The frightening aspect of how the conservatives on the court interpret South Carolina’s amicus brief is that they may adopt and restore the sexist and patriarchal “originalist” interpretation of the 14th Amendment and not only disallow gays from enjoying equal protections under the law, but open the door for a rash of Republican state-sponsored sexism the likes American women have never witnessed.

It is worth noting that most Republicans do not support women choosing their own reproductive rights, receiving equal pay for equal work or even entering the workforce, and in many cases believe women should be sequestered at home in constant birthing mode and in servitude to the man of the house. These beliefs did not originate with the authors of the 14th Amendment, they are longstanding biblical principles Republicans still adhere to in 21st Century America.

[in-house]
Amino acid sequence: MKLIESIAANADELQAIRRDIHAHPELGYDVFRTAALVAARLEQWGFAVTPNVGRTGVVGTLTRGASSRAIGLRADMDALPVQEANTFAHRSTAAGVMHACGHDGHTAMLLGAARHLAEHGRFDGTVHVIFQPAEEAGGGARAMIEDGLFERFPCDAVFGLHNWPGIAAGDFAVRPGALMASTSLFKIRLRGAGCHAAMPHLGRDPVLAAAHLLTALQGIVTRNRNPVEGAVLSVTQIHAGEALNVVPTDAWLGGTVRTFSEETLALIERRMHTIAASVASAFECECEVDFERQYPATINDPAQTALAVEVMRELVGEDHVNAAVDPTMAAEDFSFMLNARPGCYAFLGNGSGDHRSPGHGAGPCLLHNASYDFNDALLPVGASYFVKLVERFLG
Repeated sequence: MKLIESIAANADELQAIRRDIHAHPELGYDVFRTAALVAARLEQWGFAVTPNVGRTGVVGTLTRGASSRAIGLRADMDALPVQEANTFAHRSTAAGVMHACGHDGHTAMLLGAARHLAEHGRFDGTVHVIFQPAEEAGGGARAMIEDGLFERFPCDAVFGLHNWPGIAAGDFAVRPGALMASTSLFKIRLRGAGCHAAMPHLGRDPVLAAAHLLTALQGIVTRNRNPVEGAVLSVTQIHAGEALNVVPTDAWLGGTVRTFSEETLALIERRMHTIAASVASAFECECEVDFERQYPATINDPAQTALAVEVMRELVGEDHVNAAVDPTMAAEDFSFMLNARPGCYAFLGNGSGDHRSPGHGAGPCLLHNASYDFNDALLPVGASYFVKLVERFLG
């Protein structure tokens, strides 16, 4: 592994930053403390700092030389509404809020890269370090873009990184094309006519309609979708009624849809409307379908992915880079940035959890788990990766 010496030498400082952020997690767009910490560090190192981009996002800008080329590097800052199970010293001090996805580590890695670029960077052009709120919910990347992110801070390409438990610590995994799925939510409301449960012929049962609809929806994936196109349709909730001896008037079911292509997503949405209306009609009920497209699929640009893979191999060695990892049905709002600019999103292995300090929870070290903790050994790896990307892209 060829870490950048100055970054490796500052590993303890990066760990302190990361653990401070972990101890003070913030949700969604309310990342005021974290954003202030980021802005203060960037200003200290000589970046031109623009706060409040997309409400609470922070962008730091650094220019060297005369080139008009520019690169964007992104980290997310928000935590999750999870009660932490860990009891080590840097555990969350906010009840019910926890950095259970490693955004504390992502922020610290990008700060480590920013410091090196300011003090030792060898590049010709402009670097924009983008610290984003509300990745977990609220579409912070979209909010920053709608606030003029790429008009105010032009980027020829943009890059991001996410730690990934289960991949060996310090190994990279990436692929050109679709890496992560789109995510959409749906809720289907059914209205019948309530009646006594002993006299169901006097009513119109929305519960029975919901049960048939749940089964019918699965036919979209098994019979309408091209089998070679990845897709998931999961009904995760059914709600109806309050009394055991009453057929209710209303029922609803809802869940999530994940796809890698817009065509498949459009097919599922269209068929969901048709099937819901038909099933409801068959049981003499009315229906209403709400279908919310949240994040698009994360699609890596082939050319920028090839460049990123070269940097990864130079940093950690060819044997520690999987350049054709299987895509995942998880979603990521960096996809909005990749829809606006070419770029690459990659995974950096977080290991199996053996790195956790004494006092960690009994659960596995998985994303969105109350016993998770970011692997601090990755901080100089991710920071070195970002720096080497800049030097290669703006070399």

That South Carolina would have the temerity to use an originalist interpretation of the 14th Amendment, and its clearly anti-women tenets, as precedent to discriminate against the gay community is not only shameless, it informs just how bigoted Republicans are toward gays. One hopes the conservatives on the Supreme Court reject South Carolina’s blatantly anti-women argument to justify discriminating against LGBT people, but with the so-called “constitutional originalists” on the Court, it is entirely possible they will reject the “broader constitutional principles” of the 14th Amendment and adopt the 1868 concept that, Hell no, all Americans are not equal under the law; particularly if they are women or gay.

h/t slate


Audio engineer and instructor for SAE. Writes op/ed commentary supporting Secular Humanist causes, and exposing suppression of women, the poor, and minorities. An advocate for freedom of religion and particularly, freedom of NO religion. Born in the South, raised in the Mid-West and California for a well-rounded view of America; it doesn't look good. Former minister, lifelong musician, Mahayana Zen-Buddhist.